Meanwhile, Kearns is continuing her campaign to reveal more internal documents from the sugar industry.

In a recent interview at a UCSF food court, she steered clear of the “gigante” chocolate chip cookies and chose a chicken sandwich and a fruit cup. She said she’s driven in part by her experience as a dentist, when she saw patients whose mouths were wrecked by tooth decay — one of whom needed dentures at age 30.

The federal government is getting on board with researchers like Kearns who have been warning of the perils of sugar — new dietary guidelines recommend less than 10 percent of a person’s daily calories come from added sugars.

Not a Celiac Sufferer? Forget ‘Gluten-Free’

 

behold-this-is-what-art-looks-like-after-its-been-made-gluten-free

Eliminate the gluten, eliminate the value of foods, too!

Gluten-free diets have become a fad – for no practical reason, and often impractically, experts say.

People with celiac disease, an autoimmune disorder in which foods containing gluten trigger the immune system to attack and damage the small  intestine, are for all intents and purposes the only people who really need to eliminate gluten from their diets.

But while significantly larger numbers of people have – with the help of food-processors offering gluten-free products – dramatically reduced their gluten intake, the number of celiac cases has remained pretty steady, according to The Celiac Disease Foundation.

Gluten, a protein found naturally in grains such as wheat, barley and rye, really should be avoided by people with celiac disease or risk damage to their

While gluten-free diets seem to be the latest fad, the number of people being diagnosed with celiac disease hasn’t budged, new research shows.

And while the latter is a good thing, the former certainly isn’t: Limiting or eliminating gluten from your diet if you don’t have – or aren’t at serious risk of contracting celiac disease – could do you more harm than good. Unless you suffer from what’s called non-celiac gluten sensitivity, there may be only marginal benefits in that, as Dr. Daphne Miller of the University of California, San Francisco wrote recently, people without celiac disease may think a gluten-free diet is beneficial is because it reduces the amount of processed foods in their diet.

But such a diet could also put you at risk of certain nutritional deficiencies (see the fifth paragraph of this link).

 

 

 

The American Heart Assn: Kids Should Consume <25 grams of ‘added sugar’ daily

 

How much “added sugar” is more than enough for children and teens? Any amount exceeding six teaspoons (25 grams), the American Heart Association (AHA) advised this week, in a  scientific statement published August 22 in the AHA journal Circulation.

Children ages 2 to 18 should eat or drink less than six teaspoons of added sugars daily, according to the scientific statement recommending a specific limit on added sugars for children, published in the American Heart Association journal Circulation.

Six teaspoons of added sugars is equivalent to about 100 calories or 25 grams.

“Our target recommendation is the same for all children between the ages of 2 and 18 to keep it simple for parents and public health advocates,” said Miriam Vos, M.D., Ms.P.H, lead author, nutrition scientist and associate professor of pediatrics at Emory University School of Medicine in Atlanta, Georgia.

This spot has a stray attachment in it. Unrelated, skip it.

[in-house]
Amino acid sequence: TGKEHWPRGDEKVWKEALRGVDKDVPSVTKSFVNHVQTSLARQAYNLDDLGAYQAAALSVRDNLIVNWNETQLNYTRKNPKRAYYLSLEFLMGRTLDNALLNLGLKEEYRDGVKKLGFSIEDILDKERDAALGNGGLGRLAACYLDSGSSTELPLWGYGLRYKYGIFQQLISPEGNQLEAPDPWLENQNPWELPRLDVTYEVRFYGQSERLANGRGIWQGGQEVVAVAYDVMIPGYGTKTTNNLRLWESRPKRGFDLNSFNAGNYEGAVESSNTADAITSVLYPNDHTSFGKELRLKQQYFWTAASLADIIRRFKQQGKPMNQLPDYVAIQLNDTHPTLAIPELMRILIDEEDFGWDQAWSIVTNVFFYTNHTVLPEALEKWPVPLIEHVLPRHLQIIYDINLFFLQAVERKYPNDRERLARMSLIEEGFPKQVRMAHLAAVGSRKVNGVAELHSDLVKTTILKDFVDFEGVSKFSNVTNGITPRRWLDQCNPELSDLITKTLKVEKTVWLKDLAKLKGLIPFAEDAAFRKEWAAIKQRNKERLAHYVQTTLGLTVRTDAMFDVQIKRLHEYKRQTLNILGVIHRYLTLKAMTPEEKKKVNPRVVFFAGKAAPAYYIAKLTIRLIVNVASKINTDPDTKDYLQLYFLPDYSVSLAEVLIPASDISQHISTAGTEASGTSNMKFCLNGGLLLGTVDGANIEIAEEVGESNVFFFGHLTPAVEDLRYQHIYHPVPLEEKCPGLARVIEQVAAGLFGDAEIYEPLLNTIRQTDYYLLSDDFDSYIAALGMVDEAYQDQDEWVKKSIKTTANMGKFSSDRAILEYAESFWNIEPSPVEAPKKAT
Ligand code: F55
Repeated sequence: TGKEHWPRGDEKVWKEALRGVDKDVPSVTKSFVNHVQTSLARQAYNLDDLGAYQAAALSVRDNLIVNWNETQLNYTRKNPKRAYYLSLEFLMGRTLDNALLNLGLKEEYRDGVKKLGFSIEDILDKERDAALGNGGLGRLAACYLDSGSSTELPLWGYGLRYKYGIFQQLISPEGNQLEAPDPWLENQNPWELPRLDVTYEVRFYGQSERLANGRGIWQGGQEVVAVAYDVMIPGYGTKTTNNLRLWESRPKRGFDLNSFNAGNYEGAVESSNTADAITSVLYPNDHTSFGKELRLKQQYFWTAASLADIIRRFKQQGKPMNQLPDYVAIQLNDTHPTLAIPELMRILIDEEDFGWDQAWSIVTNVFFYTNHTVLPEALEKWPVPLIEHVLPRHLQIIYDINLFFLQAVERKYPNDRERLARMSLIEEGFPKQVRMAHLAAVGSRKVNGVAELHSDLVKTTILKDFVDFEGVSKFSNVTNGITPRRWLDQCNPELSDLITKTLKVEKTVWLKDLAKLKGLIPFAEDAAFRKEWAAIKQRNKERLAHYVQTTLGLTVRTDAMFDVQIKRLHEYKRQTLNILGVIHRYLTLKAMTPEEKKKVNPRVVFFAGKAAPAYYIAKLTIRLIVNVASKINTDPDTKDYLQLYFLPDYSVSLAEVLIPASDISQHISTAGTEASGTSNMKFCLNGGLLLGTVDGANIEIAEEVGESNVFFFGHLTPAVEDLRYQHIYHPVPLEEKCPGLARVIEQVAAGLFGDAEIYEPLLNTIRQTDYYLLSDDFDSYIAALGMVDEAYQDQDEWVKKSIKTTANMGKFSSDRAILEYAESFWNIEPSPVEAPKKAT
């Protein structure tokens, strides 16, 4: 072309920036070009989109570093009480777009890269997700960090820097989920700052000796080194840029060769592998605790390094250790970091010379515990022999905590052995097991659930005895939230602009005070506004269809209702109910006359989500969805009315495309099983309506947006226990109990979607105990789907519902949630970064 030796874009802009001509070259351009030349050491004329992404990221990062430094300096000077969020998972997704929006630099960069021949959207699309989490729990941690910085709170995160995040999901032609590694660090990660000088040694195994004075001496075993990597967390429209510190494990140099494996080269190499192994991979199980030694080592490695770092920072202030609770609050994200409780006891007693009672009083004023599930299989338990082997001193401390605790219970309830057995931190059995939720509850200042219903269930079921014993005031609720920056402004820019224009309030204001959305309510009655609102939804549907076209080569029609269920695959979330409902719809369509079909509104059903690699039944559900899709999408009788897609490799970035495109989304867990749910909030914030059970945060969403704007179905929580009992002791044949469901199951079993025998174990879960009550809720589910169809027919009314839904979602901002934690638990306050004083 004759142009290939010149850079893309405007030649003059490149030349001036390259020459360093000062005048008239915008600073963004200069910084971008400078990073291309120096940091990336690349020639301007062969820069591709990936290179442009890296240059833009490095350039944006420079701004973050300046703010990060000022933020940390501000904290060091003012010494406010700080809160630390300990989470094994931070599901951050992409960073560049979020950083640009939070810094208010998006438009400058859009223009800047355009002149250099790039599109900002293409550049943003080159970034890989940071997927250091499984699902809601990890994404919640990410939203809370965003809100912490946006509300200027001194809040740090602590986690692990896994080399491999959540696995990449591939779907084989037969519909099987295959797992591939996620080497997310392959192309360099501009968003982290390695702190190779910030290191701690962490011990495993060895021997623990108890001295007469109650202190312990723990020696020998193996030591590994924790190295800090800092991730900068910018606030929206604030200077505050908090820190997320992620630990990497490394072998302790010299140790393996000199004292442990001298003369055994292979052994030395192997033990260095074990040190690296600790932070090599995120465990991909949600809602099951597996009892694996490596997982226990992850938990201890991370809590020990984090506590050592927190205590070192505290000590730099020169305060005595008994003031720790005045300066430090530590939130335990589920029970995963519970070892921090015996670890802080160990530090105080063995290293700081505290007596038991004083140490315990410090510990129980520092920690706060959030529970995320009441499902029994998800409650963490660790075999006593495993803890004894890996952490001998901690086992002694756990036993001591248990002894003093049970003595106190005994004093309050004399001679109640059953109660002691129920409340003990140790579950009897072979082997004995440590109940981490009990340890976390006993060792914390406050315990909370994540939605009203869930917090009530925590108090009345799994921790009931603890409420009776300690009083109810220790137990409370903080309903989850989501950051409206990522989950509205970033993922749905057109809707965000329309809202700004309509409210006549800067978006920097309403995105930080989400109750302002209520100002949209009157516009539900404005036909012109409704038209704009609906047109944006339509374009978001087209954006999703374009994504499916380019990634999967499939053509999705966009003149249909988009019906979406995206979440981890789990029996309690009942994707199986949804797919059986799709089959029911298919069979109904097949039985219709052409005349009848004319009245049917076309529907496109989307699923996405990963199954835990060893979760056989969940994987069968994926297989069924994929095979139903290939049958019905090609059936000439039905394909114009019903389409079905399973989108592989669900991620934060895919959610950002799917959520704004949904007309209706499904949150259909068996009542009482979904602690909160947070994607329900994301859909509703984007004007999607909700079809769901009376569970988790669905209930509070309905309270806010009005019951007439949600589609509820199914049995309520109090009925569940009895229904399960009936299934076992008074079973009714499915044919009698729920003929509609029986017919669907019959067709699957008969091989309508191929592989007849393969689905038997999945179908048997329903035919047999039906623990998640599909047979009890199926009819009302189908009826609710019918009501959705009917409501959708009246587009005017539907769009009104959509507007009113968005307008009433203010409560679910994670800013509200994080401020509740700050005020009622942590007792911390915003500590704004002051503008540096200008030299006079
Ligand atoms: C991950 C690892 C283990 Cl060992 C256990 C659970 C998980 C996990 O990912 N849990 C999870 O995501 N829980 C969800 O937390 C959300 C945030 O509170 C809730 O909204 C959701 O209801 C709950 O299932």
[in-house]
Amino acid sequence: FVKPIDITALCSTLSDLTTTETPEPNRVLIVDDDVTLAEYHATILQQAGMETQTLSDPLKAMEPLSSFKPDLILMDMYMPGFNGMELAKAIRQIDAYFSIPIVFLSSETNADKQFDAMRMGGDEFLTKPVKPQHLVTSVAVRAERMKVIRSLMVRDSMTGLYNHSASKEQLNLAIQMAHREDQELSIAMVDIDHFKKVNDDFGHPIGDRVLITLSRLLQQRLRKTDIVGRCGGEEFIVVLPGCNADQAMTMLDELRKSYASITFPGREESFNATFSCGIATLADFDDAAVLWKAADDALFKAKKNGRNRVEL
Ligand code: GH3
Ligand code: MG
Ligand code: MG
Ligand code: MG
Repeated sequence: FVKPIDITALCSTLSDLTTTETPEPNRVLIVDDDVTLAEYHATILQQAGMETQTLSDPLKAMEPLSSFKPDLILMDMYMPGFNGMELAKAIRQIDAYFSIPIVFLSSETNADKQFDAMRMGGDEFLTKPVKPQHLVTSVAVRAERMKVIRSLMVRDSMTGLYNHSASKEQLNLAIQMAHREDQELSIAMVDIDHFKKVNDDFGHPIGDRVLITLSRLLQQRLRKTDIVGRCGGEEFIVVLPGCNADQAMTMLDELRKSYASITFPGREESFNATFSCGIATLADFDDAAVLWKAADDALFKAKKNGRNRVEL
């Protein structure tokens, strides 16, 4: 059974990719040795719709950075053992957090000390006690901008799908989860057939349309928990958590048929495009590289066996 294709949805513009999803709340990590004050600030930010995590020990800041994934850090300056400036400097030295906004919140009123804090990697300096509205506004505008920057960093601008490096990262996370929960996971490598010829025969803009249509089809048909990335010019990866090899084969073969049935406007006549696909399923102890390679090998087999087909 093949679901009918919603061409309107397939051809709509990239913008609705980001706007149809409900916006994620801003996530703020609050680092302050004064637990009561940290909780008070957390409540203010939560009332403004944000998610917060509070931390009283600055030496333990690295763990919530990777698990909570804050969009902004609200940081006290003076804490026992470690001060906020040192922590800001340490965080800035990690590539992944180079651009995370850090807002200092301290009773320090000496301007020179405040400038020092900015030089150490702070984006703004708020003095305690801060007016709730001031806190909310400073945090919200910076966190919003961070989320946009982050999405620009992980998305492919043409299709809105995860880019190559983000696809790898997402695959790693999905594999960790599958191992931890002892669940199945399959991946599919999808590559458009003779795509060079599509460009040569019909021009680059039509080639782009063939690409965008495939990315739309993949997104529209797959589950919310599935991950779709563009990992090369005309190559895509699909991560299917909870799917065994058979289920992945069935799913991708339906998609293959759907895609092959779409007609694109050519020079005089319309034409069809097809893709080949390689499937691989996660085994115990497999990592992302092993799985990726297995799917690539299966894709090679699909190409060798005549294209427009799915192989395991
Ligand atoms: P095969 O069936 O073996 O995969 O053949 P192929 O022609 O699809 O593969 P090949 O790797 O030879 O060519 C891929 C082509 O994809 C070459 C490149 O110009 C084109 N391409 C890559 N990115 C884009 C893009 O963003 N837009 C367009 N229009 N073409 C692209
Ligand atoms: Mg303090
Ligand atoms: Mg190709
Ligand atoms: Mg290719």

“For most children, eating no more than six teaspoons of added sugars per day is a healthy and achievable target,” said Vos.

Eating foods high in added sugars throughout childhood is linked to the development of risk factors for heart disease, such as an increased risk of obesity and elevated blood pressure in children and young adults.

“Children who eat foods loaded with added sugars tend to eat fewer healthy foods, such as fruits, vegetables, whole grains and low-fat dairy products that are good for their heart health,” said Vos.

The likelihood of children developing these health problems rises with an increase in the amount of added sugars consumed. Overweight children who continue to take in more added sugars are more likely to be insulin resistant, a precursor to type 2 diabetes, according to the statement.

“There has been a lack of clarity and consensus regarding how much added sugar is considered safe for children, so sugars remain a commonly added ingredient in foods and drinks, and overall consumption by children remains high – the typical American child consumes about triple the recommended amount of added sugars,” said Vos.

The statement was written by a panel of experts who did a comprehensive review of scientific research on the effect of added sugars on children’s health, which presented challenges common to this kind of nutrition research.

“Studies of nutrients such as added sugars are challenging, but over time the number of studies in children has increased,” said Vos. “We believe the scientific evidence for our recommendations is strong and having a specific amount to target will significantly help parents and public health advocates provide the best nutrition possible for our children.”

The expert panel also recommended that added sugars should not be included at all in the diet of children under the age of 2 years. The calorie needs of children in this age group are lower than older children and adults, so there is little room for food and beverages containing added sugars that don’t provide them with good nutrition. In addition, taste preferences begin early in life, so limiting added sugars may help children develop a life-long preference for healthier foods.